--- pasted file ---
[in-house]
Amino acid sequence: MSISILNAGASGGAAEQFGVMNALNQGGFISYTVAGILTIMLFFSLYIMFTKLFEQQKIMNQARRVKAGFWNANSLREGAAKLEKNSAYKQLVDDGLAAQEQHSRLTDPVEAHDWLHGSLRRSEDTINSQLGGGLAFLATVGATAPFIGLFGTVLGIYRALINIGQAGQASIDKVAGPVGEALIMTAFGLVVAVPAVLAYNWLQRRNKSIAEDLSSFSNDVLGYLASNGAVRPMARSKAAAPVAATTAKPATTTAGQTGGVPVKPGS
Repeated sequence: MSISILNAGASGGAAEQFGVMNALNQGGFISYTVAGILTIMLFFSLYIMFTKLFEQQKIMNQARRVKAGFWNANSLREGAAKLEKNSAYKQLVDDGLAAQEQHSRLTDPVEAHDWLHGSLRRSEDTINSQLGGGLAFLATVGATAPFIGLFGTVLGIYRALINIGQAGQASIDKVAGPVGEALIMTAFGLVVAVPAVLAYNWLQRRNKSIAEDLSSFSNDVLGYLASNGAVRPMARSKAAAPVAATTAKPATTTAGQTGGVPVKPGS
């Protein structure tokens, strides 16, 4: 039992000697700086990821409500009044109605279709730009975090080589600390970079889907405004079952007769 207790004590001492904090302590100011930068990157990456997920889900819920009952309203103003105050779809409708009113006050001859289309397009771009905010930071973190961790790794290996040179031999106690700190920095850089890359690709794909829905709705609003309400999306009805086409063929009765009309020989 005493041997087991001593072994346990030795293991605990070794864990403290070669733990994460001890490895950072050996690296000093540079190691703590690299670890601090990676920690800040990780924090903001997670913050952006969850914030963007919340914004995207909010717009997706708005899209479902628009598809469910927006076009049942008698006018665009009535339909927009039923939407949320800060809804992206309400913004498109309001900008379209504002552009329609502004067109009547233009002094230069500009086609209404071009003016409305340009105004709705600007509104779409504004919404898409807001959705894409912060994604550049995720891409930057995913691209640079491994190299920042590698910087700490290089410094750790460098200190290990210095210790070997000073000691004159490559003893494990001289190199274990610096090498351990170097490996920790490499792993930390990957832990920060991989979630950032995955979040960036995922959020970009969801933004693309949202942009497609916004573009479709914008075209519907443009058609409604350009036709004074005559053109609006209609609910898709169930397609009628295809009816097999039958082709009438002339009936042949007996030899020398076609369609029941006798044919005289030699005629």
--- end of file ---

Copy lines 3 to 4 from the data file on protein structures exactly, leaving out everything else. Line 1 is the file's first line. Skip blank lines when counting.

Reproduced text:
Repeated sequence: MSISILNAGASGGAAEQFGVMNALNQGGFISYTVAGILTIMLFFSLYIMFTKLFEQQKIMNQARRVKAGFWNANSLREGAAKLEKNSAYKQLVDDGLAAQEQHSRLTDPVEAHDWLHGSLRRSEDTINSQLGGGLAFLATVGATAPFIGLFGTVLGIYRALINIGQAGQASIDKVAGPVGEALIMTAFGLVVAVPAVLAYNWLQRRNKSIAEDLSSFSNDVLGYLASNGAVRPMARSKAAAPVAATTAKPATTTAGQTGGVPVKPGS
């Protein structure tokens, strides 16, 4: 039992000697700086990821409500009044109605279709730009975090080589600390970079889907405004079952007769 207790004590001492904090302590100011930068990157990456997920889900819920009952309203103003105050779809409708009113006050001859289309397009771009905010930071973190961790790794290996040179031999106690700190920095850089890359690709794909829905709705609003309400999306009805086409063929009765009309020989 005493041997087991001593072994346990030795293991605990070794864990403290070669733990994460001890490895950072050996690296000093540079190691703590690299670890601090990676920690800040990780924090903001997670913050952006969850914030963007919340914004995207909010717009997706708005899209479902628009598809469910927006076009049942008698006018665009009535339909927009039923939407949320800060809804992206309400913004498109309001900008379209504002552009329609502004067109009547233009002094230069500009086609209404071009003016409305340009105004709705600007509104779409504004919404898409807001959705894409912060994604550049995720891409930057995913691209640079491994190299920042590698910087700490290089410094750790460098200190290990210095210790070997000073000691004159490559003893494990001289190199274990610096090498351990170097490996920790490499792993930390990957832990920060991989979630950032995955979040960036995922959020970009969801933004693309949202942009497609916004573009479709914008075209519907443009058609409604350009036709004074005559053109609006209609609910898709169930397609009628295809009816097999039958082709009438002339009936042949007996030899020398076609369609029941006798044919005289030699005629």